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Would you love to work at the Foundation for Young Australians? Here’s what you need to know

Have you ever wondered what hiring managers are looking for when they recruit for Australia’s most sought-after NFPs?

In this series on the Ethical Jobs Blog, we interview the people who hire at the organisations where you want to work – and we’ll give you the inside knowledge you need to make your next job application amazing.

This month we spoke to Alecia Rathbone, Deputy CEO at the Foundation for Young Australians (FYA). FYA is committed to creating generational transformation by improving the learning outcomes and life opportunities of young Australians. Based in Melbourne, it employs staff in a wide range of areas including research, program management, fundraising and more.

Hi Alecia – thanks for chatting with us! To kick us off, tell us a bit about what FYA does?

FYA works to help unleash the unlimited potential that young people have to thrive, drive change and create the world they want to live in. We create opportunities for young people to learn the skills they need for the future.

We do this through researching what the future of work looks like in Australia, and what skills young people will need to succeed at work in this changing environment. We run programs that put the research into action – immersive learning experiences for young people to gain those skills rather than learning content alone.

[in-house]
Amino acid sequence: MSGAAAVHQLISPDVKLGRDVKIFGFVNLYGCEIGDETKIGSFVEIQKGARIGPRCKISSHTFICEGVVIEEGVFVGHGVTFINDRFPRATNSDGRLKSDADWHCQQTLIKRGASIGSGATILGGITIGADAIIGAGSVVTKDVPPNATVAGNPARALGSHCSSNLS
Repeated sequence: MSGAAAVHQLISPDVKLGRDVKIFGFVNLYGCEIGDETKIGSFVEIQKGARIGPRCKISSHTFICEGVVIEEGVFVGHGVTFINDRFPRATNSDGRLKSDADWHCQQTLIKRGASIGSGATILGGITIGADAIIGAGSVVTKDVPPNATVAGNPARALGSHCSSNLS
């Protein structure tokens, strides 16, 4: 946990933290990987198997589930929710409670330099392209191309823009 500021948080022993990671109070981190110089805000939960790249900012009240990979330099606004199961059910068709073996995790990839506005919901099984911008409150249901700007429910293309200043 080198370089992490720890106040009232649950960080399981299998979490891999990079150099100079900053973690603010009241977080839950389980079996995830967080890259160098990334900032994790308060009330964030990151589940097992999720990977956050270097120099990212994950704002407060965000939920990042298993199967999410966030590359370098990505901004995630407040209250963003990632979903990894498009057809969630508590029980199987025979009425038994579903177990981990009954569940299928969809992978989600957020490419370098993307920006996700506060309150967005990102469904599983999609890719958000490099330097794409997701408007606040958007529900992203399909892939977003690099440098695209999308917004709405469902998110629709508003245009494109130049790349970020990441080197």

Another core piece of what we do is to really back young people who are making a difference. There are a lot of young people in their communities or schools across the country that have an idea for social good, and we’re really committed to supporting them through our programs.

Our final area is around giving young people a seat at the table; giving them opportunities to contribute to strategies and ideas within large institutions in Australian – government, business or the for-purpose sector. That’s a very quick overview!

Can you walk us through FYA’s recruitment process?

The first thing we do is identify whether there’s a need within the organisation for someone to fill a role, and then look at the kind of skills and experiences someone coming into that role might need.

We have a talent pool on our website, where we get a lot of interest from people throughout the year – they’ve gone to our website and registered to say what sort of role they’d like to do and what skills and experience they’re offering. So first up, we always go to that talent pool and check who’s registered.

Once we’ve advertised we then make a shortlist. Then we conduct the first round of interviews, where we look for the fit of the person within our culture, and look at the skills they have and what we need to fill the gap.

Then we go through to second round interviews, and then through to someone being offered employment.

One of things I would say is that we always get back to people. I know sometimes people don’t hear back when they apply for a role, so that’s something we always make sure we do.

So what are the top things you look for when assessing a candidate’s application?

That’s absolutely the ‘why’ – why do they want to work at FYA? Why are they the right fit for our organisation?

At the end of the day we’ve got a team that’s working really hard to deliver big things for the community, and anyone who works here needs to be really committed to that.